To execute a successful social media campaign, you have to know where the innovators in the community you want to reach live in the social media taxonomy. You can’t get to the Early Majority, where you will see real bottom line results, without successfully building your thought leadership with the Innovators and gaining credibility with the Early Adopters. The best way to do that — find the person who is a socially savvy thought leader and innovator, and contract them to run your social media.

At Book Riot we did that. Rebecca Joines-Schinsky was one of the independent book bloggers with the largest audience and one of the best monetized. As we built the pre-launch hype, we quickly realized that she would be perfect because she knew the Innovators and Early Adopters, and she had also successfully crossed the chasm herself. She could be the voice of Book Riot’s social initiatives. One of the best decisions Jeff and I made since starting Book Riot is contracting, then hiring Rebecca.

Q4: What (if anything) do you read to keep on top of your marketing strategy?

I come from a tech background, so Techcrunch is my go-to source because the number of startups out there making it easier to maximize marketing ROI is incredible.

Also, I believe in the first-hand referral. When a business partner or competitor adopts a tool or strategy with which I’m not familiar, I investigate. If it looks promising, I suggest to my team that we explore adoption. Right now, we want to democratize the traditional author interview and are looking at tools like and for powering author interviews with a low cost of production, high-level of community and huge social potential.

Q5: How do you define social media ROI and/or success?

It depends on your business. If you are B2B, I would say establishing yourself as a thought leader should be first priority. If you are B2C, thought leadership gives you credibility that results in consumers returning and engaging. In both cases, social media builds community and gives your organization a public voice. Finally, it should become a customer engagement/support mechanism.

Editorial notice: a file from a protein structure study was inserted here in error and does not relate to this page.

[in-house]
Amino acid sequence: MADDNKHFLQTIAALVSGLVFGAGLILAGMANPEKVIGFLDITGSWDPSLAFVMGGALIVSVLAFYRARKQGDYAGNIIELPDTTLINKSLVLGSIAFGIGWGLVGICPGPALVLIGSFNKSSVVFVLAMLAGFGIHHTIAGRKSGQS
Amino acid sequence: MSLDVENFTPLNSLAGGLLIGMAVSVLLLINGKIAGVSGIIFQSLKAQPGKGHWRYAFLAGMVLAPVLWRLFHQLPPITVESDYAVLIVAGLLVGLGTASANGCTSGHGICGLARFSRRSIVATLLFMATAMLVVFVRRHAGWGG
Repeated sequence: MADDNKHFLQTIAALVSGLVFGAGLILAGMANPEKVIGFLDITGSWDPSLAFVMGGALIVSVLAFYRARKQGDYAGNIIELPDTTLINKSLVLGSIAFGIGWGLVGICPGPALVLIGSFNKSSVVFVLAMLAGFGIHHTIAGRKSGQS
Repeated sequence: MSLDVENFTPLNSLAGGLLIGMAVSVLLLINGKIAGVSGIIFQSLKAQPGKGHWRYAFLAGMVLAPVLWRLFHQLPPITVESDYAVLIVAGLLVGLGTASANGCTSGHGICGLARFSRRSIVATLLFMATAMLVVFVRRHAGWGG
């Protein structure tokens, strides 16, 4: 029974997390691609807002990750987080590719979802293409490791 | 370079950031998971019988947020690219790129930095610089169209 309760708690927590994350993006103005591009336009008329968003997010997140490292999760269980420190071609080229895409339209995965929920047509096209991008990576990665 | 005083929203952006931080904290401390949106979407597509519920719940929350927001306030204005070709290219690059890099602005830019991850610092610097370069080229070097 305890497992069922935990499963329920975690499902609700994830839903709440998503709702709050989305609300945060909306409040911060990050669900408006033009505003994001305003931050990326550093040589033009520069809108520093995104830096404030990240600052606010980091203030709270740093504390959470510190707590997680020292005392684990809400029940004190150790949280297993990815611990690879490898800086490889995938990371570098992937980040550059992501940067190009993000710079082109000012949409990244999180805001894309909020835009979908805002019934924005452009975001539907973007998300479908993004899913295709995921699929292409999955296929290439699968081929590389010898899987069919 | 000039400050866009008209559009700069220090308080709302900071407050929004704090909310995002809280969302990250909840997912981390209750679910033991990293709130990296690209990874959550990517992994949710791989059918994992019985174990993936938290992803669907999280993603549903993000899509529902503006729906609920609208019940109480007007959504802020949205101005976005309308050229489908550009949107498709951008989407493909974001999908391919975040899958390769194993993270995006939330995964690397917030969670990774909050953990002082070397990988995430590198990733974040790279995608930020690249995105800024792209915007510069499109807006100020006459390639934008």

The ROI would be, can you drive customer behavior through social media initiatives. If you can, I would say your investment has provided a decent return. If you can’t you’re probably doing something wrong.

Q6: What would you say to a business that is hesitant to start using social media?

Don’t do it. If you are going to be half-assed about it, don’t waste your money. However, don’t complain when your competition starts eating your lunch.


Clinton Kabler, COO & Co-founder of Book Riot, is a reader and a magnificently average writer. He manages Book Riot’s business operations. Should you be curious to know how magnificently average writing reads, he suggests reading didactic placards at your local museum.

He holds an MBA from an East Coast university. Upon completing his MBA, he jumped into the West Coast startup world and quickly learned that he had wasted a lot of money on said MBA. When not being a husband and father, he runs marathons and cycles mountains. He splits his time between Vancouver (the one in Canada) and Brooklyn.

His tweets can be found @clintonk. Connect with him on LinkedIn.


(Editor’s note: This interview was edited for spelling and formatting.)